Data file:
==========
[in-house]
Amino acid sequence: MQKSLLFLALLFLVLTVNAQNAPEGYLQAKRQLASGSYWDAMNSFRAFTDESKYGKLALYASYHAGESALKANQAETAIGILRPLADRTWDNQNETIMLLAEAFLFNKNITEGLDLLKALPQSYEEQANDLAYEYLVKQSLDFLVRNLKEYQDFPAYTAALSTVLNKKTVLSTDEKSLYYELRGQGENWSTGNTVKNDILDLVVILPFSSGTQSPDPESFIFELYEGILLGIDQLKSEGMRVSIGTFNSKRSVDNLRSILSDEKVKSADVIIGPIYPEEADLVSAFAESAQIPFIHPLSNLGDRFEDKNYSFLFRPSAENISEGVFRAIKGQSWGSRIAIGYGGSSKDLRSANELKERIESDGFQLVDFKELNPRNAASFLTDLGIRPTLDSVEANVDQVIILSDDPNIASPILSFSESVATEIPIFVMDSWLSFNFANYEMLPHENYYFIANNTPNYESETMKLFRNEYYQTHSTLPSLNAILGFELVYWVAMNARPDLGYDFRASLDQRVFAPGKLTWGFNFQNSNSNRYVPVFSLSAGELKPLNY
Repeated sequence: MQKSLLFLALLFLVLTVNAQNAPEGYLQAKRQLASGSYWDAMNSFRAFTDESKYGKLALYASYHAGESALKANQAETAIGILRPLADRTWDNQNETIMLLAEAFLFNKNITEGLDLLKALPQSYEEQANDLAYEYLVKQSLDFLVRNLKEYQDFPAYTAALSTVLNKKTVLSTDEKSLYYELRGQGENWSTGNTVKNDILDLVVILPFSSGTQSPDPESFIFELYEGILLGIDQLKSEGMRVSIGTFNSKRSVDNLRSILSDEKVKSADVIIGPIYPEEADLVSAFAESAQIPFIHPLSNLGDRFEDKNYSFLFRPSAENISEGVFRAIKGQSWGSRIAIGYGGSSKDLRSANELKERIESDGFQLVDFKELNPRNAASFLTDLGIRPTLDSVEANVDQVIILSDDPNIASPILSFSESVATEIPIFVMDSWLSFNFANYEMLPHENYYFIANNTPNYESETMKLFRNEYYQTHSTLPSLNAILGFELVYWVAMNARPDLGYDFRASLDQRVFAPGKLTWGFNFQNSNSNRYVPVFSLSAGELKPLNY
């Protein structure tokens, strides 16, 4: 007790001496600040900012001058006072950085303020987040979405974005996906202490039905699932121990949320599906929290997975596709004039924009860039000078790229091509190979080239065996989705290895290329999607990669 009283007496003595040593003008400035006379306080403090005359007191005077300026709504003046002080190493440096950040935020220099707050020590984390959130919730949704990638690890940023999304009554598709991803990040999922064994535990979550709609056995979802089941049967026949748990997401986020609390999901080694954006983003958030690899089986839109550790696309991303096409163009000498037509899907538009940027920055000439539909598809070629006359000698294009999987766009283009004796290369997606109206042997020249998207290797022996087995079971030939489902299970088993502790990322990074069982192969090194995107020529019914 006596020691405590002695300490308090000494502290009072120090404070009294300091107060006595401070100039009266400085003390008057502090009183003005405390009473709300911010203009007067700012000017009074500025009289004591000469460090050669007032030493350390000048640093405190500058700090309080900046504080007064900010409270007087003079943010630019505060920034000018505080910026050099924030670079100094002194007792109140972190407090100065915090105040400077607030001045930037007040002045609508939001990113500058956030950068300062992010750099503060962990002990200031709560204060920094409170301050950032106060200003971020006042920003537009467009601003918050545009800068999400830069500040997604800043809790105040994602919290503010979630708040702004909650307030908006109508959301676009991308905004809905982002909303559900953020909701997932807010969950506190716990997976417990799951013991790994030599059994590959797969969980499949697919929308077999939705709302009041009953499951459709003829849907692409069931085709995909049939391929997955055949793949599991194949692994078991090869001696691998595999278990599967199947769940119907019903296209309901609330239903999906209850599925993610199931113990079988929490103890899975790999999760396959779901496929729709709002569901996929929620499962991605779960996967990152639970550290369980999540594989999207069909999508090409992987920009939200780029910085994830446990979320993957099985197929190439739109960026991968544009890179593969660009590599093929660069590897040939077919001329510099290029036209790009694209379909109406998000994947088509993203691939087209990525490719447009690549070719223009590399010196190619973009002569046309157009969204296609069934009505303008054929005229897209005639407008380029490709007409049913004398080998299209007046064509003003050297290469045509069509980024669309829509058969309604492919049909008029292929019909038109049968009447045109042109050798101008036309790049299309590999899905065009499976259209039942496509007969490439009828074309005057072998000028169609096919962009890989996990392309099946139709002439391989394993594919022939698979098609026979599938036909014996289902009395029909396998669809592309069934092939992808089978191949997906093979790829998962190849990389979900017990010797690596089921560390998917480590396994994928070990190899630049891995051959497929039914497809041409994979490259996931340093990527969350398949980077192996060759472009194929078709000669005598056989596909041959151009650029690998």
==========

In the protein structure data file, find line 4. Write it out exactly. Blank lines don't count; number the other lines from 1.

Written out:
């Protein structure tokens, strides 16, 4: 007790001496600040900012001058006072950085303020987040979405974005996906202490039905699932121990949320599906929290997975596709004039924009860039000078790229091509190979080239065996989705290895290329999607990669 009283007496003595040593003008400035006379306080403090005359007191005077300026709504003046002080190493440096950040935020220099707050020590984390959130919730949704990638690890940023999304009554598709991803990040999922064994535990979550709609056995979802089941049967026949748990997401986020609390999901080694954006983003958030690899089986839109550790696309991303096409163009000498037509899907538009940027920055000439539909598809070629006359000698294009999987766009283009004796290369997606109206042997020249998207290797022996087995079971030939489902299970088993502790990322990074069982192969090194995107020529019914 006596020691405590002695300490308090000494502290009072120090404070009294300091107060006595401070100039009266400085003390008057502090009183003005405390009473709300911010203009007067700012000017009074500025009289004591000469460090050669007032030493350390000048640093405190500058700090309080900046504080007064900010409270007087003079943010630019505060920034000018505080910026050099924030670079100094002194007792109140972190407090100065915090105040400077607030001045930037007040002045609508939001990113500058956030950068300062992010750099503060962990002990200031709560204060920094409170301050950032106060200003971020006042920003537009467009601003918050545009800068999400830069500040997604800043809790105040994602919290503010979630708040702004909650307030908006109508959301676009991308905004809905982002909303559900953020909701997932807010969950506190716990997976417990799951013991790994030599059994590959797969969980499949697919929308077999939705709302009041009953499951459709003829849907692409069931085709995909049939391929997955055949793949599991194949692994078991090869001696691998595999278990599967199947769940119907019903296209309901609330239903999906209850599925993610199931113990079988929490103890899975790999999760396959779901496929729709709002569901996929929620499962991605779960996967990152639970550290369980999540594989999207069909999508090409992987920009939200780029910085994830446990979320993957099985197929190439739109960026991968544009890179593969660009590599093929660069590897040939077919001329510099290029036209790009694209379909109406998000994947088509993203691939087209990525490719447009690549070719223009590399010196190619973009002569046309157009969204296609069934009505303008054929005229897209005639407008380029490709007409049913004398080998299209007046064509003003050297290469045509069509980024669309829509058969309604492919049909008029292929019909038109049968009447045109042109050798101008036309790049299309590999899905065009499976259209039942496509007969490439009828074309005057072998000028169609096919962009890989996990392309099946139709002439391989394993594919022939698979098609026979599938036909014996289902009395029909396998669809592309069934092939992808089978191949997906093979790829998962190849990389979900017990010797690596089921560390998917480590396994994928070990190899630049891995051959497929039914497809041409994979490259996931340093990527969350398949980077192996060759472009194929078709000669005598056989596909041959151009650029690998």